Jimmy Cliff
Facts and Figures

Jimmy Cliff

Jimmy Cliff was born in Somerton District, St. James, Jamaica. He began writing songs while still at primary school in St. James, listening to a neighbour's sound system. In 1962 his father took him to Kingston to go to Kingston Technical school where he ended up sharing his cousin's one rented room in East Kingston.

He sought out many producers while still going to school, trying to get his songs recorded without success. He also entered talent contests. "One night I was walking past a record store and restaurant as they were closing, pushed myself in and convinced one of them, Leslie Kong, to go into the recording business, starting with me," he writes in his own website biography.

After two singles that failed to make much impression, his career took off when his "Hurricane Hattie" became a hit, while he was aged 14. It was produced by Kong, with whom Cliff remained until Kong's death from a heart attack in 1971. Cliff's later local hit singles included "King of Kings," "Dearest Beverley," "Miss Jamaica," and "Pride and Passion." In 1964, Cliff was chosen as one of the Jamaican representatives at the World's Fair and Cliff soon signed to Island Records and moved to the UK.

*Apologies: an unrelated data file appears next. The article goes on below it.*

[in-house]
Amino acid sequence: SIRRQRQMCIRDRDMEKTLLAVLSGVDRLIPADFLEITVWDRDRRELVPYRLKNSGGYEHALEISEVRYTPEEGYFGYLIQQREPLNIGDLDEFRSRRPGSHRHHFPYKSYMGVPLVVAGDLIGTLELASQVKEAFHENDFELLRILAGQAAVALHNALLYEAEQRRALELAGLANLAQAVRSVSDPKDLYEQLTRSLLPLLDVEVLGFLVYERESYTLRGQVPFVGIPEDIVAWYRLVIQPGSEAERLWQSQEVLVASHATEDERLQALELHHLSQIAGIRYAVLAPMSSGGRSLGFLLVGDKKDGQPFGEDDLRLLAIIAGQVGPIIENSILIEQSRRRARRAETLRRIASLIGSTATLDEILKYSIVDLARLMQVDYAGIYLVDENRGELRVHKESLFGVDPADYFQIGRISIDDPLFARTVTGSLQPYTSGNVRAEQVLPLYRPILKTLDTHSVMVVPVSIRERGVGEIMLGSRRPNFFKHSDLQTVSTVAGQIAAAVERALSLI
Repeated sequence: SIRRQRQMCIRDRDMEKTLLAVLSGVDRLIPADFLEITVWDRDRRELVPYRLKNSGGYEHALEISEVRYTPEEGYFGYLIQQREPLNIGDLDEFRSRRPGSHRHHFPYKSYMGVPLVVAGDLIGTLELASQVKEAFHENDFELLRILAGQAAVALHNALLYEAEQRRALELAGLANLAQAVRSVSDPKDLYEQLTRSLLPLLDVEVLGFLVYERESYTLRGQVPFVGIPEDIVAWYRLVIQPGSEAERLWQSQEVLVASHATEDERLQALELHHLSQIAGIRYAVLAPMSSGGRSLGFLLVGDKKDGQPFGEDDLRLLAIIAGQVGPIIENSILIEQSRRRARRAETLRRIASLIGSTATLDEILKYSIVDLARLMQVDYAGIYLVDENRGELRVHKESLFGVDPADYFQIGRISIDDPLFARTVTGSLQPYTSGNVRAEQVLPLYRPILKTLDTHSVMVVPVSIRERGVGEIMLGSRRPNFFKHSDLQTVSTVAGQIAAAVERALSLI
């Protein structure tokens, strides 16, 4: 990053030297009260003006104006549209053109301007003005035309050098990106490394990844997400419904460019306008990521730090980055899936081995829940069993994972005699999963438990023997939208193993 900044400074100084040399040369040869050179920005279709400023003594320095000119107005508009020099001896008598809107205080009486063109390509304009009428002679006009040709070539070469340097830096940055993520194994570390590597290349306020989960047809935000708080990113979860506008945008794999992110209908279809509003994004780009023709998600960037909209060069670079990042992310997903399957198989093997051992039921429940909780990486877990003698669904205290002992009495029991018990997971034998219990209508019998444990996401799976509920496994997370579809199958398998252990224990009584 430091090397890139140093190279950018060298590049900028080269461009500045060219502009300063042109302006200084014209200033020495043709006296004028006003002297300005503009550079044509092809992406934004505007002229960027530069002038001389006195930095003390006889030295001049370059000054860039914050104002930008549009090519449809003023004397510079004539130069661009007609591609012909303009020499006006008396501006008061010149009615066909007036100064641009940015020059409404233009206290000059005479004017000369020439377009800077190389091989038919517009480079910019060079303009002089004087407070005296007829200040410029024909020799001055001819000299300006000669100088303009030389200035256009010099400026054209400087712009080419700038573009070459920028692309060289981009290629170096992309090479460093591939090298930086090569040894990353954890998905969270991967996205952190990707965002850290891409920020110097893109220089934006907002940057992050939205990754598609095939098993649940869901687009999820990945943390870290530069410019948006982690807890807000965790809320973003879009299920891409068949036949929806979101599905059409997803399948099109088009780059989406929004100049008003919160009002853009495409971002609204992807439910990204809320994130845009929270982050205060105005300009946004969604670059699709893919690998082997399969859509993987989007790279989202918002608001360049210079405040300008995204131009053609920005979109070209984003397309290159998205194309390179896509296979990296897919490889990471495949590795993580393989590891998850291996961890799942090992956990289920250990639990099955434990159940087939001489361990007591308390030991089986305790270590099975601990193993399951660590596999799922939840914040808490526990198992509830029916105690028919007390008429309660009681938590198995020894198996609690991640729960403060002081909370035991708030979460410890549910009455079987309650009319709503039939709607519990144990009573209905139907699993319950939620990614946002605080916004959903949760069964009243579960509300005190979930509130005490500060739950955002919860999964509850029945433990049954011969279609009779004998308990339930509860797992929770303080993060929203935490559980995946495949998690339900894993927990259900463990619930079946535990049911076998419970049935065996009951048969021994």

Island Records initially (and unsuccessfully) tried to sell Cliff to the rock audience, but his career took off in the late 1960s. His international debut album was Hard Road to Travel, which received excellent reviews and included "Waterfall" (composed by Nirvana's Alex Spyropoulos and Patrick Campbell-Lyons), which became a hit in Brazil and won the International Song Festival.

"Waterfall" was followed in 1969 by "Wonderful World, Beautiful People" and "Vietnam" in 1970, both popular throughout most of the world. Bob Dylan called "Vietnam" the best protest song he had ever heard. Also during this period, Cliff released a cover of Cat Stevens' "Wild World" as a single, but it was not included on his Wonderful World, Beautiful People album.